Aldingtkn, the lack of sexual analysis did not save Death of a Hero from the attentions of the censor, and substantial cuts had to be made before publication. Forster was of course seath completely different sort of writer, one who liked to make his points by wry observation much in the way of Jane Austen or E.
Benson, and it is probably no coincidence that both he and Benson were gay; there is the same deliciously camp flavour about both their prose styles. While some might take issue with this, one deagh argue that what he wrote were essentially novels of manners.
Again, Aldington had little time for this. He tells us bluntly what happens and leaves the question of any judgement of the characters to the reader. He is not playing around with technical fireworks, or trying to impress with florid prose, but telling a story acted out by deftly crafted characters.
Death of a Hero
The story such as it is may be quickly told, though I am deliberately not going to give away the ending of the book save to say that it foreshadows a novel of the second war by Sartre. Had he read Aldington, I wonder? George Winterbourne is brought up in a seemingly conventional middle class family, though his mother has a string of affairs. Moving to London, he begins a thoroughly modern relationship with Elizabeth; both agree that they should be free to take other lovers.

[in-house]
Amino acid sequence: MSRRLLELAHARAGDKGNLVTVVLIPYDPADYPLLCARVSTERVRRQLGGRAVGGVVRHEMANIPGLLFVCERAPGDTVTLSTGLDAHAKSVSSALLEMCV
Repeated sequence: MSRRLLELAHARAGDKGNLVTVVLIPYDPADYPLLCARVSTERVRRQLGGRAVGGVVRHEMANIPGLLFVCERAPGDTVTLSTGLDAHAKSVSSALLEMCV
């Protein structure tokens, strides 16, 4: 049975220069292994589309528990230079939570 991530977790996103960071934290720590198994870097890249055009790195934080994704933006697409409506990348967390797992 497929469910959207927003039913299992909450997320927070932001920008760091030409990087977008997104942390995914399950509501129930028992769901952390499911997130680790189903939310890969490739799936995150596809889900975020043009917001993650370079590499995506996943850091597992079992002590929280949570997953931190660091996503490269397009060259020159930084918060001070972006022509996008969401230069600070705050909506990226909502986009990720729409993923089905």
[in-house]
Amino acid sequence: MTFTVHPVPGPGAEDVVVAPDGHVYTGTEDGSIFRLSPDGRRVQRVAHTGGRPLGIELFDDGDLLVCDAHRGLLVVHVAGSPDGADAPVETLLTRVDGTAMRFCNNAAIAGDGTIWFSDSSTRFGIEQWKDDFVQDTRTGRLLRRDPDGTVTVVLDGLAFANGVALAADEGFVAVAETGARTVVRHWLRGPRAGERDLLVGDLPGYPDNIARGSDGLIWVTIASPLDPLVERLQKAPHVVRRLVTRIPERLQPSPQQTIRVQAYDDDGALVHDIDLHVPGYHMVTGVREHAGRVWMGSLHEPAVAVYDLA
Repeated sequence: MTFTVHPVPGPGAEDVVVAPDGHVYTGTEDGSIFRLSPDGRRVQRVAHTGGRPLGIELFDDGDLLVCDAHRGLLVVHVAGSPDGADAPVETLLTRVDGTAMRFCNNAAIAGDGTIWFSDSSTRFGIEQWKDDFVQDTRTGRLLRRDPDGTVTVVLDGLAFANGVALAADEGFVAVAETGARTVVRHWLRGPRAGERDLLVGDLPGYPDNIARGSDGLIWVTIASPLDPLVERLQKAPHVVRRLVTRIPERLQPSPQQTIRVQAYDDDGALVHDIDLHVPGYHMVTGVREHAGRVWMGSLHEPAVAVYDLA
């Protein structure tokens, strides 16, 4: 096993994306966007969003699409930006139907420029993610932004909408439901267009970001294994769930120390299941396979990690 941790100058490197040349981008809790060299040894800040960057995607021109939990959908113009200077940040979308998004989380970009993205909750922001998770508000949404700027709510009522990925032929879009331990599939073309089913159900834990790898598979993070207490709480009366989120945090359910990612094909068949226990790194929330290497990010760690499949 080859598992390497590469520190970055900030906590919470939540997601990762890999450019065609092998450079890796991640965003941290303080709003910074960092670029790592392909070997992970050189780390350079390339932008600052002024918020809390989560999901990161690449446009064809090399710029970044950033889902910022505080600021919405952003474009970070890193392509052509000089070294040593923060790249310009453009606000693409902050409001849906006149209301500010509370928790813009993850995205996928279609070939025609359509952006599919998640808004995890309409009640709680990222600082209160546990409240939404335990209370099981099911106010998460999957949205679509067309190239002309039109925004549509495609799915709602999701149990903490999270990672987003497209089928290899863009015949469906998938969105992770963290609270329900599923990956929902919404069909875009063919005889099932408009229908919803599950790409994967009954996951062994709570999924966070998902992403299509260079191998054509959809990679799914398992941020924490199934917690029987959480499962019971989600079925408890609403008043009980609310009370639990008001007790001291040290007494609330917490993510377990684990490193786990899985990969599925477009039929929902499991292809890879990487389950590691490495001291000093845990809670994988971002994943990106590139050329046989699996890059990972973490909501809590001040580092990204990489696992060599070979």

Eventually marriage results, again with the same agreement as to an open relationship. Things go awry, however, when Elizabeth discovers that on the nights she is spending with her lover of the moment, George is making love to her best friend.
What is sauce for the goose, it transpires, is not sauce for the gander. The final section of the book can best be described by saying simply that the First World War intervenes and George goes off to fight in France. Though Aldington never stoops to judgmental passages, we are clearly meant to see Elizabeth as an unattractive character.
She reminded me of various characters drawn by a similarly neglected English novelist, Patrick Hamilton, some of whose women are almost unbearably awful and some of the men, in fairness, almost unbearably weak.
I think the clue to the real meaning of the book lies in its title, however. For me, Aldington is saying that after the horrors of the war it is no longer possible even to ladington up a pretence of the possibility of any sort of heroic or principled existence.